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"Double jeopardy" was never in serious jeopardy.

As unfair as it may seem on the surface, the U.S. Constitution's prohibition against double jeopardy — being tried twice for the same offense — has survived a legal challenge.

In a decision issued Monday, the U.S. Supreme Court ruled 7-2 that trying an individual for what amounts to the same crime in both the state and federal courts is legally permissible because of the "separate sovereigns" principle. That means the 50 states and the federal government are independent of each other and compose dual jurisdictions.

These kinds of prosecutions are relatively rare. That does not, however, make it any easier for critics of the practice to swallow.

Justice Neil Gorsuch undoubtedly spoke for them when he wrote in his dissent, "A free society does not allow its government to try the same individual for the same crime until it's happy with the result. Unfortunately, the court today endorses a colossal exception to this ancient rule against double jeopardy."

The case involves an Alabama man — Terance Gamble — who was prosecuted in state court for being a convicted felon in possession of a firearm. He was convicted and sentenced to a year in prison.

Although it's unclear why, federal prosecutors charged Gamble with the federal version of the state offense.

He was again convicted, but this time was sentenced to 46 months in prison. The only break Gamble got was that the federal judge ordered his two prison terms to be served at the same time, not consecutively.

Still, the apparent unfairness of two trials, two convictions and two sentences was sufficient for Gamble's lawyers to target the practice as a violation of the constitutional prohibition against double jeopardy.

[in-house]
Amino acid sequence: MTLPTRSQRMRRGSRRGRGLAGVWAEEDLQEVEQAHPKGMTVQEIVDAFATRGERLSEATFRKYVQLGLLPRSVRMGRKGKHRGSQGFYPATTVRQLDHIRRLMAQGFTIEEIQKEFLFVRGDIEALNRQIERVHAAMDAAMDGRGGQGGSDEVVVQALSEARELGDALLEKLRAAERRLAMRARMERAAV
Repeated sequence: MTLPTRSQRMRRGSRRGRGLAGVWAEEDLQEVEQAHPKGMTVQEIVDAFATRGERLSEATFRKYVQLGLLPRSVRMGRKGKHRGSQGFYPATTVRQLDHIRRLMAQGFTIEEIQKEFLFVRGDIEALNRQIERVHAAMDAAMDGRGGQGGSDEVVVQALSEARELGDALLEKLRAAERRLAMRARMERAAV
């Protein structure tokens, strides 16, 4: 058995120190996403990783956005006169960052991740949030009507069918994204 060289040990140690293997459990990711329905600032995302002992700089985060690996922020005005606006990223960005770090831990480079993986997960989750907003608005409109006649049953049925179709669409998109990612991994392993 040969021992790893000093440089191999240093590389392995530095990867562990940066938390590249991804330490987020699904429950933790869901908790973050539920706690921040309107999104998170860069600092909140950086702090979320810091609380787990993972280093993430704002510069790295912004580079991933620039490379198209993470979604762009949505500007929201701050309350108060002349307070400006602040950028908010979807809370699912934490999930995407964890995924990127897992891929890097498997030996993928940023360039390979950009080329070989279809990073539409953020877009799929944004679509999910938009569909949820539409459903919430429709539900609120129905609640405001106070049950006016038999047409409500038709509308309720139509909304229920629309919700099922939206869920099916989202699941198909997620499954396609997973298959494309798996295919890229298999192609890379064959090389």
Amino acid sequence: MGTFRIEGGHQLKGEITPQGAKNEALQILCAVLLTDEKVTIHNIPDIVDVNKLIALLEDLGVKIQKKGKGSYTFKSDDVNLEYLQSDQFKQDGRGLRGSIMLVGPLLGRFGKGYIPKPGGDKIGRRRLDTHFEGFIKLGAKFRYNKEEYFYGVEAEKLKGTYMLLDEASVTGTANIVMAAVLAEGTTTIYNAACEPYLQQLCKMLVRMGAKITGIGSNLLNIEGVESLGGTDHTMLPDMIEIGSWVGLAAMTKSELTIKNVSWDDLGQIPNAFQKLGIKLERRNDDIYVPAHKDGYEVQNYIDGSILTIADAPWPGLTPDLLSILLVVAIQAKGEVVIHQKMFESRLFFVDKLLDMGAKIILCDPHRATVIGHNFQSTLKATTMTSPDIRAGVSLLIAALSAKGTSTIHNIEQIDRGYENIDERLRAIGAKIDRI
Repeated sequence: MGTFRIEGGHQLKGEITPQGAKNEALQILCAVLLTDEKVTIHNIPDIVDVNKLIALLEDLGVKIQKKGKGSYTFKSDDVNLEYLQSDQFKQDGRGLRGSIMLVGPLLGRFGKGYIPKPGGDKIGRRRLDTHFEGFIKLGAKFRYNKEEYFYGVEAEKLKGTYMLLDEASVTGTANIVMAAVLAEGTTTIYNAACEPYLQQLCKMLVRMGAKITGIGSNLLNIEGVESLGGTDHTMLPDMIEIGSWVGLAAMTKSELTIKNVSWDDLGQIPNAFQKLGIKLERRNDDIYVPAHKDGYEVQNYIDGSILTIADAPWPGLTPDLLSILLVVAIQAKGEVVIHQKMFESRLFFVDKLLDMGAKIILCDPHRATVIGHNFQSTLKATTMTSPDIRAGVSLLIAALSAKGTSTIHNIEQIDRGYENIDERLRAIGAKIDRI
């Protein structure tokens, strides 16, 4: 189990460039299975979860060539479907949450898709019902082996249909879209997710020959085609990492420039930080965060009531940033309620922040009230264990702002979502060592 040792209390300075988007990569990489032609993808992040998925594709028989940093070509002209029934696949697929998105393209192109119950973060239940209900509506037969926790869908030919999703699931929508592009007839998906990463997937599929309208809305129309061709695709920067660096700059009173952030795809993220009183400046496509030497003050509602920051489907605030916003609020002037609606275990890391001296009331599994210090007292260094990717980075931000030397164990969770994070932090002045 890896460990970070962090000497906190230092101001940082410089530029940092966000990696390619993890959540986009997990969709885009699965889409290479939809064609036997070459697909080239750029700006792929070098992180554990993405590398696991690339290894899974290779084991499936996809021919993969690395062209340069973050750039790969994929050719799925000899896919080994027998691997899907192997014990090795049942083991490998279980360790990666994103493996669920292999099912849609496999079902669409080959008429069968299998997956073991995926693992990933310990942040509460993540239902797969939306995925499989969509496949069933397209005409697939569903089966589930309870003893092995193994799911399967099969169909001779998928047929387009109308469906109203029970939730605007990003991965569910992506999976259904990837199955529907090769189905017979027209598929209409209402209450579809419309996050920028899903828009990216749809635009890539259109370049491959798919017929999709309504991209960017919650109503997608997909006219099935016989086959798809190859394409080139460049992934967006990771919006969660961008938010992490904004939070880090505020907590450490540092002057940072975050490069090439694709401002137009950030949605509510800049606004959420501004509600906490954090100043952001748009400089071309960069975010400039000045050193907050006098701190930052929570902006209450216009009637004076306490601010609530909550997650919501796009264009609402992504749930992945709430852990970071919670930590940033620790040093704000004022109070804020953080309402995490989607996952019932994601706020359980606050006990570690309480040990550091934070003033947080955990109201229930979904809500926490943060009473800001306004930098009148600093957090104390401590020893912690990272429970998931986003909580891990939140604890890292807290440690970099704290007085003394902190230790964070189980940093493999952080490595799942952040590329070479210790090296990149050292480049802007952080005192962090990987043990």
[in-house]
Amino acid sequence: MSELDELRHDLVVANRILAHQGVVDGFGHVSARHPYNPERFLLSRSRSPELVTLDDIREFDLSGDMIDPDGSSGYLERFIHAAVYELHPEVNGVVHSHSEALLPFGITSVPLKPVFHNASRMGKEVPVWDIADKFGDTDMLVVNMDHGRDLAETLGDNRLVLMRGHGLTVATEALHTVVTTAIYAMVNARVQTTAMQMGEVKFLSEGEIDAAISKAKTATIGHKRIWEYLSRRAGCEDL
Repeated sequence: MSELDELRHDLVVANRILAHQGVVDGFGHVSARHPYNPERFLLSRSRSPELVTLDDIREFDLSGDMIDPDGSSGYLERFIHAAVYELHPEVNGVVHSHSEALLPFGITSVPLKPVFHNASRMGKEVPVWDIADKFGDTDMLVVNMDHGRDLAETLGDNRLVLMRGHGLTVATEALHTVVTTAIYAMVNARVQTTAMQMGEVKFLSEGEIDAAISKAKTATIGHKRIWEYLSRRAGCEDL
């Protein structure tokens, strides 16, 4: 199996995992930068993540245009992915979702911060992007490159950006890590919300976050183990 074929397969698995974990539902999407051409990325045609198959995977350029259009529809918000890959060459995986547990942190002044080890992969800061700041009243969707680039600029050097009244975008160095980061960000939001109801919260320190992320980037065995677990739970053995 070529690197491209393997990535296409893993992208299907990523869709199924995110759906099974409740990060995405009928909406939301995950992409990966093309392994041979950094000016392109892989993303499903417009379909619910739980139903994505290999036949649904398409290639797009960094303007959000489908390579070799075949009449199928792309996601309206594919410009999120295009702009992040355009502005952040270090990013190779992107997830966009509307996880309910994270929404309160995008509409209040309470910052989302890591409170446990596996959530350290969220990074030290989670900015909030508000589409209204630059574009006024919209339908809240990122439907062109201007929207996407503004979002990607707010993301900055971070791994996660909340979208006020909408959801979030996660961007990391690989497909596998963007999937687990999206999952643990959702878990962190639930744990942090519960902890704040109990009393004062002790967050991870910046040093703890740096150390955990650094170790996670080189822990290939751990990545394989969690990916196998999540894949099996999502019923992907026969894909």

This issue does not involve the average person's concept of fairness. It raised a legal issue that has hundreds of years of precedent behind it.

Gamble lost challenges in the lower courts because the "separate sovereigns" principle valid law.

That did not mean, however, that the U.S. Supreme Court would again embrace it. But it did.

Justice Samuel Alito, writing for the court's majority, found Gamble failed to make a sufficiently persuasive case for overturning 170 years of precedents upholding "separate sovereigns."

Noting this is not just a matter of state and federal government in the United States, Alito pointed out that the issue could arise in matters involving the United States and a foreign government.

For example, when a U.S. citizen is murdered abroad, it's an issue both for the country where the murder occurred as well as for this country.

"That is why the killing of an American abroad is a federal offense that can be prosecuted by our courts, and why customary international law allows this exercise of jurisdiction," he wrote.

The issue generated a lot of paper.

Justice Clarence Thomas wrote a separate concurring opinion. Thought to be leaning toward striking down dual prosecutions, he concluded "the historical record does not bear out my initial skepticism of the dual-sovereignty doctrine."

Justice Ruth Ginsburg, like Gorsuch, wrote a separate dissent in which she challenged the majority's reliance on historical practice and theoretical discussions about murder abroad.

"Gamble was convicted in both Alabama and the United States that are not foreign to each other. English court decisions regarding the respect due to a foreign nation's judgment are therefore inapposite," she said.

While legally permissible, this practice by state and federal prosecutors is — and should be — rare. There may be those occasions when invoking "separate sovereigns" prosecutions makes sense, but only under strict guidelines that set out, as the legislature has done in Illinois, where, when and how.